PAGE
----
Just as ‘globalisation’ regionalism is also a neutral event. True that economist have generally are not enthusiastic about it. They worry that preferential tariff will cause a process known as ‘trade diversion’ whereby trade will flow in an inefficient manner taking place.
However, we must note that even prior to the crisis a surpassingly increased number of countries traded with their neighbours. Regionalism makes more sense because of geography, rather than club membership. Geography is why they got together in the first place. As countries lower their tariff barriers, the relatively greater importance of transport cost makes proximity matter more.
Moreover, regionalism did not flourish due to a financial crisis. It is safe to say that regionalism breathe in added vigour in reaction to America’s embracing of regional trade block in NAFTA as well as because the snail paced Uruguay round of talks.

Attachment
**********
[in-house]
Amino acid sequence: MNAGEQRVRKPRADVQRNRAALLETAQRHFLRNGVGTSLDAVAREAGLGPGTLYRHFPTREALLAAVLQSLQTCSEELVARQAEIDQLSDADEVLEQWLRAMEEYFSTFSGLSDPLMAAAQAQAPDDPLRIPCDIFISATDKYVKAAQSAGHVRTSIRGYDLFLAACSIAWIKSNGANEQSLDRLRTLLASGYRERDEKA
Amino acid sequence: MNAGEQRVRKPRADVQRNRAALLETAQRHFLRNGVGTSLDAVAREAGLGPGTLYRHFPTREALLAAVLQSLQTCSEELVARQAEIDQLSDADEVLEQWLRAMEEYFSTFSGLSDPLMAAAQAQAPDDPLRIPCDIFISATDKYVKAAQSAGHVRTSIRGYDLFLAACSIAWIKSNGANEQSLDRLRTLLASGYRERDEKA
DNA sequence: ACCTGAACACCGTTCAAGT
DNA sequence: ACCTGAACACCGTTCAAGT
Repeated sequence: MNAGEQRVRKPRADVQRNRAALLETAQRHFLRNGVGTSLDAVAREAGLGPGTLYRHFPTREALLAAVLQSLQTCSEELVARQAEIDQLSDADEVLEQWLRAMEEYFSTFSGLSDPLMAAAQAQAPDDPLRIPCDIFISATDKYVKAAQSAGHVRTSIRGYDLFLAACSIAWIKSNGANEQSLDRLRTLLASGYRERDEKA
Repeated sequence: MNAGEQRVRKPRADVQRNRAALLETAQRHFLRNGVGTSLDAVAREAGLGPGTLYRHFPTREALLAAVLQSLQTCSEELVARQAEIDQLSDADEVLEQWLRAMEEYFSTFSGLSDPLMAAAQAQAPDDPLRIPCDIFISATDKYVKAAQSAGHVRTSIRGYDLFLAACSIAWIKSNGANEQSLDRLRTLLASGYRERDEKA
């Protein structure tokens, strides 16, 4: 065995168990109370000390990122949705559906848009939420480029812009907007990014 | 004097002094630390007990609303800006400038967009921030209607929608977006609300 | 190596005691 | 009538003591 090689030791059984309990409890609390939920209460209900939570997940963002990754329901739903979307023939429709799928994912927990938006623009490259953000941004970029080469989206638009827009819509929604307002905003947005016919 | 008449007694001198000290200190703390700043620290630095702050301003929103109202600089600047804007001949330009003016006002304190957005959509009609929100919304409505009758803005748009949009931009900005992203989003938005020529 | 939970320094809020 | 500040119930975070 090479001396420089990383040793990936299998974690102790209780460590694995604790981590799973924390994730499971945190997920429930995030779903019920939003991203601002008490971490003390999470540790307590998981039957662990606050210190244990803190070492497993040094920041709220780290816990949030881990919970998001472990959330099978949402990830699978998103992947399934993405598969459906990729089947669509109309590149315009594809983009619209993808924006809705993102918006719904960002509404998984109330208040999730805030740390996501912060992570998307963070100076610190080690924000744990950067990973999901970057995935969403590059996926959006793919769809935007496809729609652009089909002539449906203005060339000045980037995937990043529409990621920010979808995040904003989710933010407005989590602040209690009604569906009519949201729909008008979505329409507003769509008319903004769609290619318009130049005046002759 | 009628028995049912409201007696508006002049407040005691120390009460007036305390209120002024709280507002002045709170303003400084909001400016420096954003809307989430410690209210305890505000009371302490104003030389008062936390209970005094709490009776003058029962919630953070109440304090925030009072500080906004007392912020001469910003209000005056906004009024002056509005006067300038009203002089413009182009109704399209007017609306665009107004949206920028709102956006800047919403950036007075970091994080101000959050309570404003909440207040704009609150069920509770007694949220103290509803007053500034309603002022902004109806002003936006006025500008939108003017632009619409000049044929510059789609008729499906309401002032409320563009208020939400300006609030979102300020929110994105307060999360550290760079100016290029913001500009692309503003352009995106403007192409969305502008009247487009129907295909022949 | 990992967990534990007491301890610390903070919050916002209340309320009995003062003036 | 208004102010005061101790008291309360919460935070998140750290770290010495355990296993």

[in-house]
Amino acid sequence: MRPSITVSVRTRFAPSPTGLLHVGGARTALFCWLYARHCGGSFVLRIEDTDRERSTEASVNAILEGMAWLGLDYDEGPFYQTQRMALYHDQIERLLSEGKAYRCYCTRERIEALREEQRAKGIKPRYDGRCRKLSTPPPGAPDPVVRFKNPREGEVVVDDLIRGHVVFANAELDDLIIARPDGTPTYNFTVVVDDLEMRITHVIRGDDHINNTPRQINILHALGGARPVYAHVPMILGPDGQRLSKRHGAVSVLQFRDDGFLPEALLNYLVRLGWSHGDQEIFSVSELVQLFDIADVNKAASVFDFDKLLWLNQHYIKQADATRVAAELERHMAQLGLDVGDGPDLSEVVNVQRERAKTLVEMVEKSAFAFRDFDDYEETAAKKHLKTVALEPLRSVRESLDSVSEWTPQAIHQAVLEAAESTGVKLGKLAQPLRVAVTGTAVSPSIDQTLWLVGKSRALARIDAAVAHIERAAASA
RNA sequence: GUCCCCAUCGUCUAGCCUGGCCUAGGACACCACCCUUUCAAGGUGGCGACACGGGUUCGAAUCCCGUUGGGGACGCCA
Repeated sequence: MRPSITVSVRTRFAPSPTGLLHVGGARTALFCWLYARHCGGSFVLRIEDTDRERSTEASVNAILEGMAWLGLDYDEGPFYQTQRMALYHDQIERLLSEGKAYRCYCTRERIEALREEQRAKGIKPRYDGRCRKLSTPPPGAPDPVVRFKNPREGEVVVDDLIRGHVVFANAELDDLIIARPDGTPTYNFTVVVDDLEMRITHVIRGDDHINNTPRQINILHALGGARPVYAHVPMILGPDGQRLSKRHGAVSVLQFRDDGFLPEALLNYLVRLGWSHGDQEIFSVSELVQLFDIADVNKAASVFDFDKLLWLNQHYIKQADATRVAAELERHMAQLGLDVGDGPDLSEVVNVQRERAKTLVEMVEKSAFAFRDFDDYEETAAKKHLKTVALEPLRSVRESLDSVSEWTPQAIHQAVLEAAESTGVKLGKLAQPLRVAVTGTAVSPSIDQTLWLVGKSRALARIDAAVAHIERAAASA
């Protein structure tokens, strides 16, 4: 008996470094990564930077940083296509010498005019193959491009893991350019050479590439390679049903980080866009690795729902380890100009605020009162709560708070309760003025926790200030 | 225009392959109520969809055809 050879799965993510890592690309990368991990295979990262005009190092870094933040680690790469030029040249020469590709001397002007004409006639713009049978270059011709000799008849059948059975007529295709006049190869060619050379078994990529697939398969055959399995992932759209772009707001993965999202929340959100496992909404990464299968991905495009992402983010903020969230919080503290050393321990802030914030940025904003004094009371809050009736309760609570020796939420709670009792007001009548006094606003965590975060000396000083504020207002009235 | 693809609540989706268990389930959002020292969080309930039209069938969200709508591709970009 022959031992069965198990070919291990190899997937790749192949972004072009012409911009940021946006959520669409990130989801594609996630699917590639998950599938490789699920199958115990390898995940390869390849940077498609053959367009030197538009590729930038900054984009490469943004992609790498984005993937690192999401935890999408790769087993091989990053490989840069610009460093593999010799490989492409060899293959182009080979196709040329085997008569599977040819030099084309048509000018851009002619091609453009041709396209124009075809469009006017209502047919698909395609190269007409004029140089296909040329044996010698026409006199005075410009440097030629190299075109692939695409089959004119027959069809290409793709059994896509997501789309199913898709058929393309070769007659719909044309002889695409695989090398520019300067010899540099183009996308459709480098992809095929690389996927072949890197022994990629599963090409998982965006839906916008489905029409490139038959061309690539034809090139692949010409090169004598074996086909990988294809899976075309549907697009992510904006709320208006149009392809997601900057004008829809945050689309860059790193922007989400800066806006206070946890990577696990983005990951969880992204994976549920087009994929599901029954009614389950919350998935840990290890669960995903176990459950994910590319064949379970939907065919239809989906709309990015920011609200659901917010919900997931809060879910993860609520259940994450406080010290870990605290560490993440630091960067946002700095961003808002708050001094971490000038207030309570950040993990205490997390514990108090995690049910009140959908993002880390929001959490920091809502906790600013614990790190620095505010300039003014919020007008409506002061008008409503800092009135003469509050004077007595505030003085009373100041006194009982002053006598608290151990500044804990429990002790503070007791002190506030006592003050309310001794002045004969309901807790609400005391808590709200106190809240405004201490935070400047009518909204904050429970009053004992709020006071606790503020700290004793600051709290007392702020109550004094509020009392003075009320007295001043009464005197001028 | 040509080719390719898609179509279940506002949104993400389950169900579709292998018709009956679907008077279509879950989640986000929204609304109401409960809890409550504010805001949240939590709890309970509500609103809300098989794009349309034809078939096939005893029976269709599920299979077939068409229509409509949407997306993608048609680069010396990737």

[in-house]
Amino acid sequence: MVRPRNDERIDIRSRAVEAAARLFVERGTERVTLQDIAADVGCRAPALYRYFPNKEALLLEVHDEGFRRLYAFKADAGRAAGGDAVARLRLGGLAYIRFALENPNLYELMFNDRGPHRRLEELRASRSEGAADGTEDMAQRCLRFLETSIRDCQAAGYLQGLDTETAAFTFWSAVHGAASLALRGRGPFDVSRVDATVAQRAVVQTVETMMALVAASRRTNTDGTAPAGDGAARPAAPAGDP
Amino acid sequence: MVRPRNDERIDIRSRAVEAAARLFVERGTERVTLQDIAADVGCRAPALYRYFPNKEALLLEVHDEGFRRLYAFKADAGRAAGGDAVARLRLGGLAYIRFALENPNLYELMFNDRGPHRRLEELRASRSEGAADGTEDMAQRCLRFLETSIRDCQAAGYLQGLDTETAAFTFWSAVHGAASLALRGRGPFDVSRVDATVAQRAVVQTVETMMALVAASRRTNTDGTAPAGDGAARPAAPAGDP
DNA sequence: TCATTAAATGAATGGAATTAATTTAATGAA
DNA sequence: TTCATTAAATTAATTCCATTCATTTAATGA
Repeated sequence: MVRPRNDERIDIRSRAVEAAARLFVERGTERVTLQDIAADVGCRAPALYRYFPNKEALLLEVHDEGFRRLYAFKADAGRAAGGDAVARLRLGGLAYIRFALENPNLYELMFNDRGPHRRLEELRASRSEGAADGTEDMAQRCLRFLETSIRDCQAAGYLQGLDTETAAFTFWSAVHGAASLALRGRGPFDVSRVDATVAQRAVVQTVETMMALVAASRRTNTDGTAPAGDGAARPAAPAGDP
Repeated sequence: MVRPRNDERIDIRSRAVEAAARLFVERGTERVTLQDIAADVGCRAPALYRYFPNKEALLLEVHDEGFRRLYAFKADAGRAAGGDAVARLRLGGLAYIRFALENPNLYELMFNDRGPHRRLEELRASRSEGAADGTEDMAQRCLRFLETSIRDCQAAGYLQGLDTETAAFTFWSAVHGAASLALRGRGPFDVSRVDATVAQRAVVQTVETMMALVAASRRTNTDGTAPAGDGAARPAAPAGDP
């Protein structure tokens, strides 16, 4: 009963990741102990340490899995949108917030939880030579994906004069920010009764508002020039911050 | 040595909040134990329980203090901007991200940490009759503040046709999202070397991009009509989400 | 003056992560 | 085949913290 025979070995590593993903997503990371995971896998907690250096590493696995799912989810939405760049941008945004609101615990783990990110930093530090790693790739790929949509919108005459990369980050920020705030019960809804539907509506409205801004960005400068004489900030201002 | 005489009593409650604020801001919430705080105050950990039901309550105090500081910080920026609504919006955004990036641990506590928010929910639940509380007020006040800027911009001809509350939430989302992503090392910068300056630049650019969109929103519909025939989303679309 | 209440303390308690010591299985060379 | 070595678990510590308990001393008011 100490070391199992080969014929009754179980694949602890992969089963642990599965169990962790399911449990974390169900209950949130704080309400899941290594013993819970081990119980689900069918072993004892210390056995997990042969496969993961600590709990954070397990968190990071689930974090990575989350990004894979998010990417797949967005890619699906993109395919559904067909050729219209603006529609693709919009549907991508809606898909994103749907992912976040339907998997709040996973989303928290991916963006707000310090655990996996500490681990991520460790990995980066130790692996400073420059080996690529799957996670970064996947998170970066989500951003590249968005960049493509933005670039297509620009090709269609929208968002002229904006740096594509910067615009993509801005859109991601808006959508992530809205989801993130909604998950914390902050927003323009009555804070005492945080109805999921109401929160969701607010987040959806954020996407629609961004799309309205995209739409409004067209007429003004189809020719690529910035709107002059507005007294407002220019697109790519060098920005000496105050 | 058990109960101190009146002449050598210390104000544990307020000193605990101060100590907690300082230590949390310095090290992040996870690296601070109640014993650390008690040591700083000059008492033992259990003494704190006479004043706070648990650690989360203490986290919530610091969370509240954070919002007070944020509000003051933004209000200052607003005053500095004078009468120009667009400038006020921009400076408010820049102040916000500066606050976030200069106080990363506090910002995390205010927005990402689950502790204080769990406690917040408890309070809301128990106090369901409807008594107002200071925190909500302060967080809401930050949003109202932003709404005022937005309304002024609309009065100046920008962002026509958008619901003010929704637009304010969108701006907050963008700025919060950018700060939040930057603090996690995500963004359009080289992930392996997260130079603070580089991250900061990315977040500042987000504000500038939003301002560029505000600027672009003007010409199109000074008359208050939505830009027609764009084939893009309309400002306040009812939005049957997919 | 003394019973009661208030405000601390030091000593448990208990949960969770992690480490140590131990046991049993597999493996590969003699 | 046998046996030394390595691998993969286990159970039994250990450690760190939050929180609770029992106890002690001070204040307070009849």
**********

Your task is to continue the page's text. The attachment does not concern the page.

In fact, scrapping trade barriers within a region can encourage trade and investment among countries within the club. The point is regionalism is not necessarily good or bad. As long as regional groups are open to the rest of the world, for example via the WTO it may just be good. It is more likely dependent on whether governments wish to liberalise trade or not. Regional agreements and regional ideals come second. We must not forget that almost each and every member of regional trade agreements is also a member of the WTO.
In short, I do not see the East Asian crisis spreading a new zeal for regionalism especially the ‘diversion’ kind. Thus, it does not pose any major challenges to globalisation. Any further regionalism would take place regardless of the crisis (for example the talk about the eventual combination of NAFTA and Mercosur)